First world lawn signs

We are incredibly privileged and fortunate in this community to be able to care so extensively about something as trivial as lawn signs.

Graphic by Emmi Wu ’23/Staff

One of the most recent issues that has arisen for debate in the community is whether LM should put lights on Arnold Field. The field is located directly across Montgomery Avenue from the high school and is surrounded by a residential neighborhood. Arnold Field is one of the biggest athletic fields at LM and almost every sport spends at least some time on it. This fall, football, girls’ and boys’ soccer, field hockey, and girls’ and boys’ cross country can all be seen practicing on or around the field, in addition to girls’ tennis on the courts adjacent to the track.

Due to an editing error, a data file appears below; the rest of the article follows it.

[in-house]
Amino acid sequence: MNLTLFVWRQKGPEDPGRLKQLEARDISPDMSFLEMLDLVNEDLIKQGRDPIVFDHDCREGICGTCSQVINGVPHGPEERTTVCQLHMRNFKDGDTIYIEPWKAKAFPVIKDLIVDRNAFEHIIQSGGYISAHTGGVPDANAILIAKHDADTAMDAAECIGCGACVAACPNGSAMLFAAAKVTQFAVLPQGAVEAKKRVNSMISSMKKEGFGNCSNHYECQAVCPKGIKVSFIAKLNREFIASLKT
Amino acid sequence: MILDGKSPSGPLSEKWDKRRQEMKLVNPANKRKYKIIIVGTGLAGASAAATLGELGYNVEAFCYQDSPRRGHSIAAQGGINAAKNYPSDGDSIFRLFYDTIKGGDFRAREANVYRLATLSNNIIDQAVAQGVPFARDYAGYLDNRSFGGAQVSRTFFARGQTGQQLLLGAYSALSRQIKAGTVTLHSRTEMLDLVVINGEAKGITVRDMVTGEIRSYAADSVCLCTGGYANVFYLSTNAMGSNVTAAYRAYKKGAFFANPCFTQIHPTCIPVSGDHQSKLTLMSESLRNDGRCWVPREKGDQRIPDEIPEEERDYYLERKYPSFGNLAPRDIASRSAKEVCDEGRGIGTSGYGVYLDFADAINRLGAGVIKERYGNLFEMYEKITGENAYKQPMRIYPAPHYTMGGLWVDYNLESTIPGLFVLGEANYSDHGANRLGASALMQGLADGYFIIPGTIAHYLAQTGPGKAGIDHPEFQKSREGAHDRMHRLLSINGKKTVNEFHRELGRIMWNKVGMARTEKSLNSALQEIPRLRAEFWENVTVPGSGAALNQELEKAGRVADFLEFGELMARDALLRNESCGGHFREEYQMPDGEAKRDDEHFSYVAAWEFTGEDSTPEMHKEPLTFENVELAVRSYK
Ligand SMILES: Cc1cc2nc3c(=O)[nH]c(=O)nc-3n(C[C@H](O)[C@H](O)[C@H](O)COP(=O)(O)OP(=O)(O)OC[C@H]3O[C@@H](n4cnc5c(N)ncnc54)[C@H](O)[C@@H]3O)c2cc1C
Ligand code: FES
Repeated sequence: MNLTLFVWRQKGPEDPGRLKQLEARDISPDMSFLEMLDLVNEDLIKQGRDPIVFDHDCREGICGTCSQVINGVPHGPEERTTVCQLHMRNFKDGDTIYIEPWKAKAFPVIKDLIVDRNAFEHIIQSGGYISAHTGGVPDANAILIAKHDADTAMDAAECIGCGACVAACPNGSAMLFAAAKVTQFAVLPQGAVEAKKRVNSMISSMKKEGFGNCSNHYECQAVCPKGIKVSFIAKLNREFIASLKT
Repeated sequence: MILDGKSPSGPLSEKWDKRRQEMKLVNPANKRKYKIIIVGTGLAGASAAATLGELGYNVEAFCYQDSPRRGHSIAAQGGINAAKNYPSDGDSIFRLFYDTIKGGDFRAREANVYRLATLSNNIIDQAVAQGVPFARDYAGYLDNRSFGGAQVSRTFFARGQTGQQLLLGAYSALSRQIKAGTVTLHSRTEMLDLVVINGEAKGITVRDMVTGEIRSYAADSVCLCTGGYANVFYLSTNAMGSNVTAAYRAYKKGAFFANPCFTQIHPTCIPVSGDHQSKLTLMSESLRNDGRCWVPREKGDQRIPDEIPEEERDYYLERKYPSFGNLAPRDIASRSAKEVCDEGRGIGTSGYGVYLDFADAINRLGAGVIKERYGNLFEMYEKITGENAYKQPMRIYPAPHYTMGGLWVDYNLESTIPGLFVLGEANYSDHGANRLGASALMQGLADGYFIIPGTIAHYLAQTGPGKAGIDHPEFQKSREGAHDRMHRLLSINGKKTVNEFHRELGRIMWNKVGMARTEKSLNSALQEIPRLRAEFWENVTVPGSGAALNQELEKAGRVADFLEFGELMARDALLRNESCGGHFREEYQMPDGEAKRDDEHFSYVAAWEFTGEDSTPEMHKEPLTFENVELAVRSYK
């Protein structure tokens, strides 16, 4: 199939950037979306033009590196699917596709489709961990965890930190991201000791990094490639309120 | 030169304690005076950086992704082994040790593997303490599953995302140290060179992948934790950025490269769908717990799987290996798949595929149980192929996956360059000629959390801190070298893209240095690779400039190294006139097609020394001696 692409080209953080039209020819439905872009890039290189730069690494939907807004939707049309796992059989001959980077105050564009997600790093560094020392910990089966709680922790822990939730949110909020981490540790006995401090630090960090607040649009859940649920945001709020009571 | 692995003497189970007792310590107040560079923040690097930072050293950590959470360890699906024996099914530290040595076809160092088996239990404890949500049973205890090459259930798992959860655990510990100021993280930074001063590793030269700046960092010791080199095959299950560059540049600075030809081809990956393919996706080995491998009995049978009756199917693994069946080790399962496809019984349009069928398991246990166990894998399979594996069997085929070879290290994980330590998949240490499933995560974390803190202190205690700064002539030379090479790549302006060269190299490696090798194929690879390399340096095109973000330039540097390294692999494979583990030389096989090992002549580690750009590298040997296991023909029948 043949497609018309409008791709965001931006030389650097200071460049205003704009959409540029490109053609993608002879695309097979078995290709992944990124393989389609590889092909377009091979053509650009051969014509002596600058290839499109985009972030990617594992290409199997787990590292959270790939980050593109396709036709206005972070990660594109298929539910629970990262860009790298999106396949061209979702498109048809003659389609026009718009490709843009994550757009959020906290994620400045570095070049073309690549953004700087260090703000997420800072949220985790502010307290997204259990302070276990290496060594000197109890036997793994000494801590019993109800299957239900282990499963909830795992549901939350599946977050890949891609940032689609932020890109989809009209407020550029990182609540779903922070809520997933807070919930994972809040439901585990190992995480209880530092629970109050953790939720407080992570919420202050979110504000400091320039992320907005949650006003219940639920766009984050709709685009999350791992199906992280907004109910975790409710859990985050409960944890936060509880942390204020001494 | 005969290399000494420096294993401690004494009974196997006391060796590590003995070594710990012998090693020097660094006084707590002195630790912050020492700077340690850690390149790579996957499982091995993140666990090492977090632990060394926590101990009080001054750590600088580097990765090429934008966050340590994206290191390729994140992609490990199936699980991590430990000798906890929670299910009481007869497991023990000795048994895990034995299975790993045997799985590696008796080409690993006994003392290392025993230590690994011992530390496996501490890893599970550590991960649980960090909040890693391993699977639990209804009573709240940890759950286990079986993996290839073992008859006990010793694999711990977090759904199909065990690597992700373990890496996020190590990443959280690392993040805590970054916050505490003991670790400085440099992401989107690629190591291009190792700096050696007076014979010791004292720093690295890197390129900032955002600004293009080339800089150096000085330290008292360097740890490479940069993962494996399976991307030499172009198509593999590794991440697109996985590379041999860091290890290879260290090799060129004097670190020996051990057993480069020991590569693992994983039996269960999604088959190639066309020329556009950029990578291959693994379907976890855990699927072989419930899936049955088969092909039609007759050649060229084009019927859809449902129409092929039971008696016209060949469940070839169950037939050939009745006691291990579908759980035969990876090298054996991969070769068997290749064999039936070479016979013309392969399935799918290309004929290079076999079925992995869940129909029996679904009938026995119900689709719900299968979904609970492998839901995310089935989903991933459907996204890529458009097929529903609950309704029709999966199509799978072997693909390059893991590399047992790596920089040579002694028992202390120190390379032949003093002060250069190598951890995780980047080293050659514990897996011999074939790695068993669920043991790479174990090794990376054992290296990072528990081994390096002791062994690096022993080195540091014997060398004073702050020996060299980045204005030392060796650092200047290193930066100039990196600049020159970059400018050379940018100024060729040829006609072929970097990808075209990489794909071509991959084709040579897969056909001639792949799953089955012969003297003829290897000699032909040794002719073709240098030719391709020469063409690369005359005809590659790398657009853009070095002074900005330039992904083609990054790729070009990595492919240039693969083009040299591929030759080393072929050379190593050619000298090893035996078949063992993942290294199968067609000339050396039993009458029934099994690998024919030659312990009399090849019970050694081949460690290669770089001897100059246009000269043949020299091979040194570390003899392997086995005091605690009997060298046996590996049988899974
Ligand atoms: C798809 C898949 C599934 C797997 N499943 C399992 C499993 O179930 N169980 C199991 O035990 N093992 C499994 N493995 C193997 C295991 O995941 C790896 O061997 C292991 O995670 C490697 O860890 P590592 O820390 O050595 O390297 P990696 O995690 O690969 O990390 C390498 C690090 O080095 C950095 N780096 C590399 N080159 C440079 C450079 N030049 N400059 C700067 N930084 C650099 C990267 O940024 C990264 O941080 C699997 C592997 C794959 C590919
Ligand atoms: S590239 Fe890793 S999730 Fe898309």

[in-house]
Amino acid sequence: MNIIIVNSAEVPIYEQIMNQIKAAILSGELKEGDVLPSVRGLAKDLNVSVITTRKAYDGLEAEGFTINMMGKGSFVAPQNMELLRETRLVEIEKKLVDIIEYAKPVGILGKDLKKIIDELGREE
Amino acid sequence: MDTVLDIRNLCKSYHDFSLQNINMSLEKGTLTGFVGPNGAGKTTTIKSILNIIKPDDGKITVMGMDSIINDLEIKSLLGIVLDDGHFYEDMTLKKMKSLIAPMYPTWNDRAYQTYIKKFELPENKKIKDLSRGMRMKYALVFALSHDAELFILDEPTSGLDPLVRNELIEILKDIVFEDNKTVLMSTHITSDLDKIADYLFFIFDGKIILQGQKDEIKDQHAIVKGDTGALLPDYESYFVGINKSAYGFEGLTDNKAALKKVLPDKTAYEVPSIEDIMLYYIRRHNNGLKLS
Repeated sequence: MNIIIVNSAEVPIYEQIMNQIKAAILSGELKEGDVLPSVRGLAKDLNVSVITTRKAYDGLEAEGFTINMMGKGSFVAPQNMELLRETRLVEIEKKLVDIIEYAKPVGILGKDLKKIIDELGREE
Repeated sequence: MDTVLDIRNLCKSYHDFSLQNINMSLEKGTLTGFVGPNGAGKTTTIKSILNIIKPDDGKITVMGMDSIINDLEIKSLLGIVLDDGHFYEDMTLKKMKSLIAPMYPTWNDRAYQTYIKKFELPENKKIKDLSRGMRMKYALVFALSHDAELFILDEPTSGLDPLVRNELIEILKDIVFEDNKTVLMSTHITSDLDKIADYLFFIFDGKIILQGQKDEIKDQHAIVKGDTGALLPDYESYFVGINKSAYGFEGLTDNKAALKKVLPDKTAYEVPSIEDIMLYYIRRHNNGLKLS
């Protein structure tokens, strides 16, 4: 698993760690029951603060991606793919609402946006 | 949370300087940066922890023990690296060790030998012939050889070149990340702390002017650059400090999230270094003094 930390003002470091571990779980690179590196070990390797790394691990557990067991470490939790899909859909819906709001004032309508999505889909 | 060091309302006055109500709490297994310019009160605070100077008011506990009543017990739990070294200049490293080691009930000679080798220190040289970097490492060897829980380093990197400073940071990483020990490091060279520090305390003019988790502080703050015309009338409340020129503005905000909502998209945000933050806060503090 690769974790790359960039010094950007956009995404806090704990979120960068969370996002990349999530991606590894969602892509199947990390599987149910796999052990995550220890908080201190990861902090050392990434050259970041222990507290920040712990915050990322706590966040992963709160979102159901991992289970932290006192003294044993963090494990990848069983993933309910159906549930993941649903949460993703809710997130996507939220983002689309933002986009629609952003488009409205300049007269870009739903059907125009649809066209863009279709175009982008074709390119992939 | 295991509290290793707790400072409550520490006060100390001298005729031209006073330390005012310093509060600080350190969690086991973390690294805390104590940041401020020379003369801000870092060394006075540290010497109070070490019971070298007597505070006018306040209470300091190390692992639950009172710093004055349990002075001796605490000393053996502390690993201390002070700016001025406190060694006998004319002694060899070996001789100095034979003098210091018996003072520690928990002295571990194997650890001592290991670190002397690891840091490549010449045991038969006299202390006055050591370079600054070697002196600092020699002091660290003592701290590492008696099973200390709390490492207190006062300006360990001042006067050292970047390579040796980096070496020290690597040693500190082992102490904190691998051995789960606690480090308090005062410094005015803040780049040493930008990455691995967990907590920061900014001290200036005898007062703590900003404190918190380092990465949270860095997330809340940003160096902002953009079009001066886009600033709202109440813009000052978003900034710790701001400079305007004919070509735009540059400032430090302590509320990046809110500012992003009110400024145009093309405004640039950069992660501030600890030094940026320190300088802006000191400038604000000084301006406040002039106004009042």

The issue of the lights resurfaced due to the debate over school start times. Both sides of the argument seem to have strong support. Walking around the neighborhoods surrounding the school, streets are littered with yard signs arguing “No Lights On Arnold Field” or “Let LM Athletes Shine.” Even passing the field itself, you can see one of these signs taped to the metal bars of the gate. My opinion on this subject is simple: it doesn’t matter. Biden, Trump, and BLM signs are commonplace around LM, however, a majority of the houses with signs concerning lights on Arnold Field only have signs concerning that issue. Why would someone feel strongly enough about lights at LM to put up a sign but not strongly enough about elections and movements like BLM that could change the world for years to come? The answer to me is clear: these problems don’t affect many of the people who live in the township. It doesn’t take much to see the divide and privilege LM has. From the higher test scores to the more advanced technology to the sushi served in the cafeteria, LM and the community that surrounds it has a clear difference between it and the schools and communities that are located only miles away. Of course, there is a portion of LM families who are minorities and who these elections and movements strongly affect, but for many families, at the end of the day, we can still go to bed without the threats and worries that face a majority of the US. For families like mine, our taxes might change, we might get mad at our TV screens, we might hear sad stories on the radio, but we never have to count on a tip from an angry customer or stress about rent we haven’t been able to pay for weeks. These signs just highlight the divide and disconnect much of LM experiences in their suburban lives. Today “we” face huge problems like climate change, COVID-19, police brutality, and countless others but if we take a closer look at these problems — global or not — they disproportionately affect those who are worlds away from the reality we live in. Kids whose lungs are being damaged by the effects of a toxic environment are seen at much higher rates in poor neighborhoods, we have already seen COVID-19 hitting minorities and low income workers hardest, and police brutality is, by definition, aimed at black and brown bodies and often seen in impoverished, urban areas. While teens are out in Philadelphia, twenty minutes away, dealing with systemic racism, police brutality and being afraid in their neighborhoods, we are worried about whether or not a kid can see the brand new soccer ball they are about to kick with their brand new cleats. At the end of the day, lights on a field should be one of the furthest things from our minds. Of course, anyone can put up whatever signs they want and keep their political views private or public, but I think it is important for everyone to be aware of the gift that these are the problems that face us.